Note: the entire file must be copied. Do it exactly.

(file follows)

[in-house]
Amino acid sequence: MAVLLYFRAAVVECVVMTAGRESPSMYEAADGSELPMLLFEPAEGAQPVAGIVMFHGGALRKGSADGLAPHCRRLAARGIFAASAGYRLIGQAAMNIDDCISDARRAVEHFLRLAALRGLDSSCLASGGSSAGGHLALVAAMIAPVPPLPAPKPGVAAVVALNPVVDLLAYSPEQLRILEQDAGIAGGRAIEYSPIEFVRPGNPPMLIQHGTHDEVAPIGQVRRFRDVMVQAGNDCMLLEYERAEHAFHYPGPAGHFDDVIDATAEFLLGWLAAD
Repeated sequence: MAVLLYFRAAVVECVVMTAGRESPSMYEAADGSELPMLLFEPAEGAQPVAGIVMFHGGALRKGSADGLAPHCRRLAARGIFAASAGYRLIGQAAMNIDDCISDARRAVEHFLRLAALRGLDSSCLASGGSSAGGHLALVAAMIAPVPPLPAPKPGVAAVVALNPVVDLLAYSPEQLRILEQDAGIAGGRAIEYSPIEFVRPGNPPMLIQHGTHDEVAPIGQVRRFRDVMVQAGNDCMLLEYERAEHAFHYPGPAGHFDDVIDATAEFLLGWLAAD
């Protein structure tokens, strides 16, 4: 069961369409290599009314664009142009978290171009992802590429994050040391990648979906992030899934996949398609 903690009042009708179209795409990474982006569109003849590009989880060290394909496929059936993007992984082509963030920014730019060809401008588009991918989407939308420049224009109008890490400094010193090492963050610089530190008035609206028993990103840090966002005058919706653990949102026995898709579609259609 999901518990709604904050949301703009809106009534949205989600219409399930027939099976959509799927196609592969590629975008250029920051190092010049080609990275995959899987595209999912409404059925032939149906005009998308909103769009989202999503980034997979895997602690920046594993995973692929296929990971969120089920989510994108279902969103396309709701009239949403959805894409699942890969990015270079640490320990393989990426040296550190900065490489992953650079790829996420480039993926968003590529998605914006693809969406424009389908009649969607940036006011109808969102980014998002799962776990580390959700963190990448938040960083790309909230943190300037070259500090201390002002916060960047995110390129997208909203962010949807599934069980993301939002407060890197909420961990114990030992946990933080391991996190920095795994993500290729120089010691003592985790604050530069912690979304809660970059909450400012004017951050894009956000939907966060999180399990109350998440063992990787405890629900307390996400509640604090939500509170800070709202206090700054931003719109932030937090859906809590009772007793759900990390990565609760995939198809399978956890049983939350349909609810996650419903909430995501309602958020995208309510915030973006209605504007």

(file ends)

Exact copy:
[in-house]
Amino acid sequence: MAVLLYFRAAVVECVVMTAGRESPSMYEAADGSELPMLLFEPAEGAQPVAGIVMFHGGALRKGSADGLAPHCRRLAARGIFAASAGYRLIGQAAMNIDDCISDARRAVEHFLRLAALRGLDSSCLASGGSSAGGHLALVAAMIAPVPPLPAPKPGVAAVVALNPVVDLLAYSPEQLRILEQDAGIAGGRAIEYSPIEFVRPGNPPMLIQHGTHDEVAPIGQVRRFRDVMVQAGNDCMLLEYERAEHAFHYPGPAGHFDDVIDATAEFLLGWLAAD
Repeated sequence: MAVLLYFRAAVVECVVMTAGRESPSMYEAADGSELPMLLFEPAEGAQPVAGIVMFHGGALRKGSADGLAPHCRRLAARGIFAASAGYRLIGQAAMNIDDCISDARRAVEHFLRLAALRGLDSSCLASGGSSAGGHLALVAAMIAPVPPLPAPKPGVAAVVALNPVVDLLAYSPEQLRILEQDAGIAGGRAIEYSPIEFVRPGNPPMLIQHGTHDEVAPIGQVRRFRDVMVQAGNDCMLLEYERAEHAFHYPGPAGHFDDVIDATAEFLLGWLAAD
């Protein structure tokens, strides 16, 4: 069961369409290599009314664009142009978290171009992802590429994050040391990648979906992030899934996949398609 903690009042009708179209795409990474982006569109003849590009989880060290394909496929059936993007992984082509963030920014730019060809401008588009991918989407939308420049224009109008890490400094010193090492963050610089530190008035609206028993990103840090966002005058919706653990949102026995898709579609259609 999901518990709604904050949301703009809106009534949205989600219409399930027939099976959509799927196609592969590629975008250029920051190092010049080609990275995959899987595209999912409404059925032939149906005009998308909103769009989202999503980034997979895997602690920046594993995973692929296929990971969120089920989510994108279902969103396309709701009239949403959805894409699942890969990015270079640490320990393989990426040296550190900065490489992953650079790829996420480039993926968003590529998605914006693809969406424009389908009649969607940036006011109808969102980014998002799962776990580390959700963190990448938040960083790309909230943190300037070259500090201390002002916060960047995110390129997208909203962010949807599934069980993301939002407060890197909420961990114990030992946990933080391991996190920095795994993500290729120089010691003592985790604050530069912690979304809660970059909450400012004017951050894009956000939907966060999180399990109350998440063992990787405890629900307390996400509640604090939500509170800070709202206090700054931003719109932030937090859906809590009772007793759900990390990565609760995939198809399978956890049983939350349909609810996650419903909430995501309602958020995208309510915030973006209605504007």